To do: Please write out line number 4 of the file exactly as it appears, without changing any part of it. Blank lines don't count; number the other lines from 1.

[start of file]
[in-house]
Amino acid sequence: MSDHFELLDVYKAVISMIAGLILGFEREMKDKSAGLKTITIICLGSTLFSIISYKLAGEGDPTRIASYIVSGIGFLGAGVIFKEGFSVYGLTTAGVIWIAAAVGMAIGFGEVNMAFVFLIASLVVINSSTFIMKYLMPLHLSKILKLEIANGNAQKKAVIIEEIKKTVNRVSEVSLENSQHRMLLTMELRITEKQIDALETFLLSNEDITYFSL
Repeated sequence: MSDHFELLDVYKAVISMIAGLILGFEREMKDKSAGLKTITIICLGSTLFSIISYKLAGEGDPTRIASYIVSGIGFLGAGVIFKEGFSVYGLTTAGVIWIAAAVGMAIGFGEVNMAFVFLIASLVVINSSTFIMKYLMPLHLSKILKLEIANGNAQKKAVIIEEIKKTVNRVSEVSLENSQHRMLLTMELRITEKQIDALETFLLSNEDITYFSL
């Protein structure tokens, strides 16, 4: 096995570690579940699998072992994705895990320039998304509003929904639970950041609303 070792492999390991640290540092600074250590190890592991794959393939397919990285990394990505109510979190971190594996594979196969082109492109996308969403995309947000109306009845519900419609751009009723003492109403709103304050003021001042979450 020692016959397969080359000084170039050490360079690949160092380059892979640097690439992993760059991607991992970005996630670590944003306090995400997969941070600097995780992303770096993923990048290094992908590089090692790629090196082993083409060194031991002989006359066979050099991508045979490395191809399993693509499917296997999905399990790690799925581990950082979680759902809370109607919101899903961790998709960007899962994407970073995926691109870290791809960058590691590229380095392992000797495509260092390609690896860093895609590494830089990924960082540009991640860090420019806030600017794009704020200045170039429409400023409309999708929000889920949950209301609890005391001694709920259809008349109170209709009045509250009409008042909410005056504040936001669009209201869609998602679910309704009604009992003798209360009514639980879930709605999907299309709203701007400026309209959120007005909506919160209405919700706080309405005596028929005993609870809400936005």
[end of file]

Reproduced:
């Protein structure tokens, strides 16, 4: 096995570690579940699998072992994705895990320039998304509003929904639970950041609303 070792492999390991640290540092600074250590190890592991794959393939397919990285990394990505109510979190971190594996594979196969082109492109996308969403995309947000109306009845519900419609751009009723003492109403709103304050003021001042979450 020692016959397969080359000084170039050490360079690949160092380059892979640097690439992993760059991607991992970005996630670590944003306090995400997969941070600097995780992303770096993923990048290094992908590089090692790629090196082993083409060194031991002989006359066979050099991508045979490395191809399993693509499917296997999905399990790690799925581990950082979680759902809370109607919101899903961790998709960007899962994407970073995926691109870290791809960058590691590229380095392992000797495509260092390609690896860093895609590494830089990924960082540009991640860090420019806030600017794009704020200045170039429409400023409309999708929000889920949950209301609890005391001694709920259809008349109170209709009045509250009409008042909410005056504040936001669009209201869609998602679910309704009604009992003798209360009514639980879930709605999907299309709203701007400026309209959120007005909506919160209405919700706080309405005596028929005993609870809400936005």